What’s a retaining wall?

Published on : 22 April 20204 min reading time

A device that punctuates properties, which perfectly frame a garden or a terrace, the retaining wall is everywhere so much so that one no longer pays attention to its presence. While it is often used on public roads and shepherd’s huts to effectively combat the risk of landslides or landslides, it is not so rare to find it in the gardens of a dwelling or private residence. What exactly is it used for? What is it made of? How is it built? Find out in this article the basics about the retaining wall or support.

Role and use of a retaining wall

It is above all a type of development that can durably contain pressure at a height of land estimated at a minimum of two metres. The aim is to prevent a landslide or landslide in a practical and effective way. More precisely, the objective of such a development is to contain and keep the earth within a largely reduced, defined and delimited area. Thus, the retaining wall (which is always outside) can be very useful to counter the landslide and at the same time to preserve roads against the risks of landslides or landslides on slopes. Apart from that, it can also become a great type of landscaping to add charm to a private garden decoration. That’s right! In the context of a sloping garden, this type of landscaping makes it possible to design a flat area that could later be used to build a flowerbed, a vegetable patch or a terrace.

Characteristics of this type of landscaping

In most cases, the retaining wall is characterized by a series of solid and rigid materials that can withstand the pressure of sloping ground favourably. For example, it can be built with cinder blocks, rubble, bricks, natural stone, etc. It is also possible to design a reinforced concrete wall or retaining area. In fact, the material used depends largely on the type of ground to be supported, the level of the slope, its density, etc. However, depending on these different characteristics, there are usually several typical models of wall or retaining space. One of these is the dry stone model most often used on roadsides, for example. There is also the reinforced concrete or cinder block wall model which relies exclusively on the weight of the earth to ensure its stability, as well as the noise barrier wall which is the result of a perfect mix between mineral wool and hollow bricks.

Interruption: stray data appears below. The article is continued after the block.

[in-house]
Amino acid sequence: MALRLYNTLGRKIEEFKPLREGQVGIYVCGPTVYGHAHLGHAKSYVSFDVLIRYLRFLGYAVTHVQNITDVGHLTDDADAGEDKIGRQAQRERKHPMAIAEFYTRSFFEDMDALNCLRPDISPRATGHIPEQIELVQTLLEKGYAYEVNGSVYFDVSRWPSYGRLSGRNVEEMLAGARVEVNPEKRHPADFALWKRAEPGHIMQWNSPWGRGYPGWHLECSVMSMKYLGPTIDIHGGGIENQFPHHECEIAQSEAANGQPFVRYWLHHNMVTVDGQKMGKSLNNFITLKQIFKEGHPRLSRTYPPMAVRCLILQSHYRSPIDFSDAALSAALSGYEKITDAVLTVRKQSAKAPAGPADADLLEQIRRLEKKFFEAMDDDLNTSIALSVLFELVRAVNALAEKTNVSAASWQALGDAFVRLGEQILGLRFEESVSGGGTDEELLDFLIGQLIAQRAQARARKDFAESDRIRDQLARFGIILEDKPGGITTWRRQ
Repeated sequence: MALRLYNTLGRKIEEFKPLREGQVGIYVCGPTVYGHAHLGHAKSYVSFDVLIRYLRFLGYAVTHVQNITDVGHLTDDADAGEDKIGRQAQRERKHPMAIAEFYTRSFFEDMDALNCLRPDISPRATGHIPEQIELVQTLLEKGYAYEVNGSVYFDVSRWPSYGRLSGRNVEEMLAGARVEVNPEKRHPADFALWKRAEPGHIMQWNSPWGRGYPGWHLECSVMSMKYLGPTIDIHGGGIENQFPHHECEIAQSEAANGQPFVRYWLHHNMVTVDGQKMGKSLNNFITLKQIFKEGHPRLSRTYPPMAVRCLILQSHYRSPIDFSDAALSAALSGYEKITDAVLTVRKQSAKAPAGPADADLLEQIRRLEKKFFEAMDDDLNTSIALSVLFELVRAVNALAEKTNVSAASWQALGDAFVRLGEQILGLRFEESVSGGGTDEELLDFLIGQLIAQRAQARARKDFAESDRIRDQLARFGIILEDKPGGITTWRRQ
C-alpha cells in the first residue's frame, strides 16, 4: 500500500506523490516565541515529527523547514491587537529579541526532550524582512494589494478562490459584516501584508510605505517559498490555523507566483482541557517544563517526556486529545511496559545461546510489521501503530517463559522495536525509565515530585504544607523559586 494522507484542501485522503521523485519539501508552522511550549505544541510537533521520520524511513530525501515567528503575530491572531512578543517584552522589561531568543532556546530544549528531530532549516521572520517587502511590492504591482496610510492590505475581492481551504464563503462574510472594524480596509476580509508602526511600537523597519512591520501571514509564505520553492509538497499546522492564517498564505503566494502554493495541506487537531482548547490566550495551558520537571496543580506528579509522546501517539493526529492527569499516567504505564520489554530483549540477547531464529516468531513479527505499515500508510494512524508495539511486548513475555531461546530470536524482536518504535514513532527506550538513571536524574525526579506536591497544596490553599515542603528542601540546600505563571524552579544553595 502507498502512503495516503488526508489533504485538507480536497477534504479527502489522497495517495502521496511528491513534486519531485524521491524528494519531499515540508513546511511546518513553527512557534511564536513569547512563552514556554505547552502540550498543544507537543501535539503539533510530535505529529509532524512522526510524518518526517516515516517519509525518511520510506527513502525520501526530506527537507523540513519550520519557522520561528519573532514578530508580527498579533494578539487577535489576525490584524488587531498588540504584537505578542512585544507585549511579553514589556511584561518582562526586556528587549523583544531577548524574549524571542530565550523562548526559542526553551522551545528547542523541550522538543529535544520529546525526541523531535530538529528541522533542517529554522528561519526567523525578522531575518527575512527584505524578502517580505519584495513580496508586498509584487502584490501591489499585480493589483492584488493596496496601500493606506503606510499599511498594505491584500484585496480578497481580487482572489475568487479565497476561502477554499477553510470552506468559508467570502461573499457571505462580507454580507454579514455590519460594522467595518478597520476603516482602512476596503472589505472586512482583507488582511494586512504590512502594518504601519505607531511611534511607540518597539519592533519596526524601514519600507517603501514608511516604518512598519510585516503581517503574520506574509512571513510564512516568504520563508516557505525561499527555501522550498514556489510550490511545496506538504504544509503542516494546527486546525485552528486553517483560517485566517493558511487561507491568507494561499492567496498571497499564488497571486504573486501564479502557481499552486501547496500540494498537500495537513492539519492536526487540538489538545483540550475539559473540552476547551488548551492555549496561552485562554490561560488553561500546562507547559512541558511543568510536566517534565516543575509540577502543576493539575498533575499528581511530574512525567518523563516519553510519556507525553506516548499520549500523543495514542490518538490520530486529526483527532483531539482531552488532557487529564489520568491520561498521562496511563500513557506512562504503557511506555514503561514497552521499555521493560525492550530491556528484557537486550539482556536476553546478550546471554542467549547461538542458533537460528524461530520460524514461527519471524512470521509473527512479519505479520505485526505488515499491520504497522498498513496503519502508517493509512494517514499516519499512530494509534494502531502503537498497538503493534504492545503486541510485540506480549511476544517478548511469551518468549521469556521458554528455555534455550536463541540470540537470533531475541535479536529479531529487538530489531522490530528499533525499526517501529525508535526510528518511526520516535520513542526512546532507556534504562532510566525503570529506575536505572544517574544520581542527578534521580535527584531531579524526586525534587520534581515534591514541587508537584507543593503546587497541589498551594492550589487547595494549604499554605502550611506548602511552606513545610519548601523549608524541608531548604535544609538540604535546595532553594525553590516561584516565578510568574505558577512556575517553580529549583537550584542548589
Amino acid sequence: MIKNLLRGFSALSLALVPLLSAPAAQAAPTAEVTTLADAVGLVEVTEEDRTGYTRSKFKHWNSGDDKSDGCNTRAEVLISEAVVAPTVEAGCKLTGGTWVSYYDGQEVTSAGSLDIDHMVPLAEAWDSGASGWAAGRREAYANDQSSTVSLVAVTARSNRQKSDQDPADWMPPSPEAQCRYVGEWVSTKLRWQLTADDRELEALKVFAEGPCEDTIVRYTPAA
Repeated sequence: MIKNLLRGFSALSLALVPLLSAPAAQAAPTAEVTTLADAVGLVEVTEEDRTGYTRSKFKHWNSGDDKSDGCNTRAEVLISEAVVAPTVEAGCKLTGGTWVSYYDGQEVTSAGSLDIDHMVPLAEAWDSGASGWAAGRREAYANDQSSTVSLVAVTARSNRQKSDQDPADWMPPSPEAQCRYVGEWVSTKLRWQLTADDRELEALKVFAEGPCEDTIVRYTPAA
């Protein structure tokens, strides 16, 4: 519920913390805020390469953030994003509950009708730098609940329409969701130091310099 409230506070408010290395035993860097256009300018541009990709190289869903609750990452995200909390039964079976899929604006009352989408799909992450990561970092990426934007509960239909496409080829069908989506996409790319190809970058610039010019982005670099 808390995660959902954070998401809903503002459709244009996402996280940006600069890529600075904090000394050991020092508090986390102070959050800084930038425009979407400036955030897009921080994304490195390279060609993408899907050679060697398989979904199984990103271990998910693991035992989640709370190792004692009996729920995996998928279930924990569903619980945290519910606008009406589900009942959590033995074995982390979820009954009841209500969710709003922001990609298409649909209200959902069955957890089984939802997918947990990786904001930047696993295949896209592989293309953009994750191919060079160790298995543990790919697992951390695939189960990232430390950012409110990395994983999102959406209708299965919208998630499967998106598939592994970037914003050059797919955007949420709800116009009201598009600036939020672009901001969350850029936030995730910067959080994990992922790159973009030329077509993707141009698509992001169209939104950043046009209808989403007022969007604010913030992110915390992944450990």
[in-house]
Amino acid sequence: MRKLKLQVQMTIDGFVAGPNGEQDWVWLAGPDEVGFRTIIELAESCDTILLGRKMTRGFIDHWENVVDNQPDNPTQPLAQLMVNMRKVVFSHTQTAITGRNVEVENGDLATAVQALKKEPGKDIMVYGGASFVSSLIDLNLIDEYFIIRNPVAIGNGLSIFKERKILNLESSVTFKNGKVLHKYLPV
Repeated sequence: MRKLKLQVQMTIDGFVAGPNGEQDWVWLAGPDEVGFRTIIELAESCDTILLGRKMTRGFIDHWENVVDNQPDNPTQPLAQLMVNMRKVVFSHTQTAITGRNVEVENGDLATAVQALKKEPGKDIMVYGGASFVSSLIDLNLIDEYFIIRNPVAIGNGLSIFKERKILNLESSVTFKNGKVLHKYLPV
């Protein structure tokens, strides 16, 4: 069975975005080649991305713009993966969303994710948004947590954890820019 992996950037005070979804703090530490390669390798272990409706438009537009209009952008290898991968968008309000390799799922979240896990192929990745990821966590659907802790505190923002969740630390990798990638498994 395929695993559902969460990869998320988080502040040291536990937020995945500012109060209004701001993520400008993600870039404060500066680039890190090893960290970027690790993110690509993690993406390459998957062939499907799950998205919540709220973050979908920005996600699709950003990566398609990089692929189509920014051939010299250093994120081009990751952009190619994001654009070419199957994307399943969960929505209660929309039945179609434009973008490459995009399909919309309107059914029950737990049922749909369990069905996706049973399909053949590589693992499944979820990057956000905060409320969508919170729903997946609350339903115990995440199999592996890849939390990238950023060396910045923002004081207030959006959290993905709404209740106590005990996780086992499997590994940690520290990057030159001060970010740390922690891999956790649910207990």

Constructing a retaining wall in compliance with standards

In order for it to perform its role optimally, the retaining wall or support must be installed according to the required standards and in accordance with the rules of art. In other words, its construction must be subject to certain conditions. Among these conditions, it must in no case be erected on a slope that goes beyond 10°, with a height not exceeding 4 metres. Furthermore, it must absolutely be drained in such a way as to avoid water infiltration and the possibility of cracks that could lead to the collapse of the wall as a result of excessive pressure from the ground or the earth contained therein. Furthermore, it is also not recommended to build a retaining wall on soil or earth that is too loose, for fear that its foundations will not be stable and resistant enough. Of course, the construction of this type of development must be the subject of a preliminary study carried out by a service provider or a company with expertise in the field.

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